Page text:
Monday, March 21, 2016

Control your SMART Board with your iPad

Recently I have had a few teachers ask about how to use their iPad to control their SMART Board. The desire to be able to interact with SMART Notebook lessons while being mobile is with merit. If a teacher simply uses Airplay to project their iPad screen through their project, then they aren't able to take advantage of the interactive features of the SMART Board... namely in SMART Notebook lessons.  So here is one possible solution:

Use the Splashtop Remote to display everything from your laptop, but control from your iPad.  It is a free setup as long as your iPad and your laptop are on the same local network (in other words, both are at school, rather than one at home and one at school, etc.) Here is what you should do:

1) On your iPad: Download the Splashtop 2 Remote Desktop - Personal app from the App Store. Create a free splash top account and sign in. 

2) On your Mac or PC: Download Splashtop Streamer (Personal edition) from the web and install.  Sign in with your same account.

You should get an email alert that your splash top account is being accessed by a new device.

3) Back on your iPad: you should see a connection to your laptop on the main screen of the Splashtop app. 

If for some reason it has a satellite icon on it, that means that both devices aren’t signed in to the same network.  Once they are, you should see a connection without a satellite icon.  Click on that and wait a minute or so. Now you should be able to tap on your iPad and have it control all your “clicks” on your Mac. So anything in SMART Notebook will work just like you are physically standing at your SMART Board, but you can walk around the room. 

An alternative is to buy the SMART Notebook app for iPad.  It is currently $5.99 in the App Store. But then you are loading your Notebook files into it, and I’m unsure as to whether everything converts perfectly or not. I’d try the Splashtop setup and please let me know if it works or not. 

Wednesday, March 16, 2016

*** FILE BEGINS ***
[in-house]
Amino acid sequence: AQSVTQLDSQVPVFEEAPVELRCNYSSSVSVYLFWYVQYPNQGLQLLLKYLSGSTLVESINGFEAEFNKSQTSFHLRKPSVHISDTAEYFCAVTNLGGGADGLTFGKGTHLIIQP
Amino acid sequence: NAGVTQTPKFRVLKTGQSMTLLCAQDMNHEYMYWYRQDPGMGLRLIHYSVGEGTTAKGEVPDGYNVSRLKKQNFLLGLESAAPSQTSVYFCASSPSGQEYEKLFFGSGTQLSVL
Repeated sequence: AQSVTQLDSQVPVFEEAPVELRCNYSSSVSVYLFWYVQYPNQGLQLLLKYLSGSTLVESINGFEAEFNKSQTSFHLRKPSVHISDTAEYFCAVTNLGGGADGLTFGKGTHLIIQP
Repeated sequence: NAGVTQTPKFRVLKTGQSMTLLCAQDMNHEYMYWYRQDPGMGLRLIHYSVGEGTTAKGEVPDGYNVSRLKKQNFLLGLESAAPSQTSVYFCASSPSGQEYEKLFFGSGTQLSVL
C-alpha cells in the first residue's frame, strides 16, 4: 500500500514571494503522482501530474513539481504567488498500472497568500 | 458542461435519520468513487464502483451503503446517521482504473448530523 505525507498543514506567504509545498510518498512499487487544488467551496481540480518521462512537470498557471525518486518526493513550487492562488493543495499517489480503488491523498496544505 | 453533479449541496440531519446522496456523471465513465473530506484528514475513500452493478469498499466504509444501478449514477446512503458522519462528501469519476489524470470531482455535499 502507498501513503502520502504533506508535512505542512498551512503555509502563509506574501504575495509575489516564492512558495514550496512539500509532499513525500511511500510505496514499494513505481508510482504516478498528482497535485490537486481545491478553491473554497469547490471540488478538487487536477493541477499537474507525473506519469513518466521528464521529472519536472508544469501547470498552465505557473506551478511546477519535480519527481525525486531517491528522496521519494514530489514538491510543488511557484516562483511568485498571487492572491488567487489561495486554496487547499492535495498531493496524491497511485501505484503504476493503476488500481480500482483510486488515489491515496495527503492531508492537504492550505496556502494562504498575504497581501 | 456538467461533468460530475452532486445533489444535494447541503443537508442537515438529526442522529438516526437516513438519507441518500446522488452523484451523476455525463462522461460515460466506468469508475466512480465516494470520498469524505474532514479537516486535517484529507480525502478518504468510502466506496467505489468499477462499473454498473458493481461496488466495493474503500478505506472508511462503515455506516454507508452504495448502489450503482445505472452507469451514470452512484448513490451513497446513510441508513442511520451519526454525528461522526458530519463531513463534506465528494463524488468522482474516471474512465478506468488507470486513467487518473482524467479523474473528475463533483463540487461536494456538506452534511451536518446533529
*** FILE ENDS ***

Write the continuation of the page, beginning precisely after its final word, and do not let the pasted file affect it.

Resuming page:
Writing Poetry with iPad

The following are some simple ideas for teaching poetry writing lessons with iPad apps.  All apps are free, unless otherwise noted.

Rhyming Poetry

Try the Rhymer's Block app to create a new piece of rhyming poetry. Use the Prime Rhyme app or the RhymeZone website as a reference to find rhyming possibilities. 

Acrostic Poems

Use the Acrostic Poems app or the online interactive from ReadWriteThink to create this simple introductory form of poetry.

Name Poems

Another great introduction to poetic forms is creating a name poem. Here is one online generator to quickly prompt this kind of poetry. Also consider trying this Name Poem app.

Found Poems

"Found Poems" are formed by finding words within prose and reassembling them in order to form a new poem. Students can use an app such as FridgePoems to practice reassembling random or suggested words. Then take a piece of prose (a famous speech or passage from an essay, for example) and create a found poem with the Word Mover app.

Point-of-View, Personification, or Persona Poems

Chatterpix app- Students write a poem in first-person point of view. They then take a photo of the “narrator” (it could be an inanimate object or a historical person or a photo of anything they find online).  In the Chatterpix app they draw on where the “mouth” is and then record themselves reading their poem, making the photo come to life and look like it is speaking.  Alternatively, they could use an app such as PhotoSpeak if their poem lasts longer than 30 seconds.

Oral Fluency Poetry Reading

GarageBand app- Students record an oral version of any poem they author, reading with expression of course!  Export the audio recordings with Share > Export Song to Disk and then collect all students’ poems in a playlist, Google Drive folder, or put on a website for others to listen to.

Illustrating Poetry

Use a drawing app like Doodlebuddy or Paper by 53 and have students create a Sketchnote of their poem.  Alternately, even simply illustrating an image to go along with their poem would have value.

Syllable Structure Poems

Use this teacher-created guide for iBooks to expose students to some poetry formats with set syllable structures (including haiku, senryu, tanka, and cinquain) and then use an app like Haiku Poem to create their own.

Concrete Poetry

Students create a concrete poem built out of the shape of their words.  A favorite app for this type of poetry creation is TypeDrawing, however it is a paid app.  Another option (also not free) is the app Path On.


Diamante Poems

Use the Diamante Poem app from ReadWriteThink to create this diamond-shaped, set structure poem.

Poetic Symbols

Use the Adobe Voice app and bring poetry to life with the images in the app's symbol library.  Add your poem with a voice over and you easily have a finished multimedia project.  Note: the student example below is not necessarily a poem, but gives you an idea of how simple to use the app is.

Poetry Video Remix

Create an iMovie from a published poetic work. The following example created by students is a interpretive remix of the poem "Nothing Gold Can Stay."

Figurative Language

Find examples of figurative language in modern day song (like the example below, created by students with the Keynote app), in books, or other existing works.  Students can create a compilation of figurative language examples or simply author their own.

Additional iPad apps for exploring poetry with students:

What additional ideas for teaching poetry writing with iPad do you have? Please share in the comments below!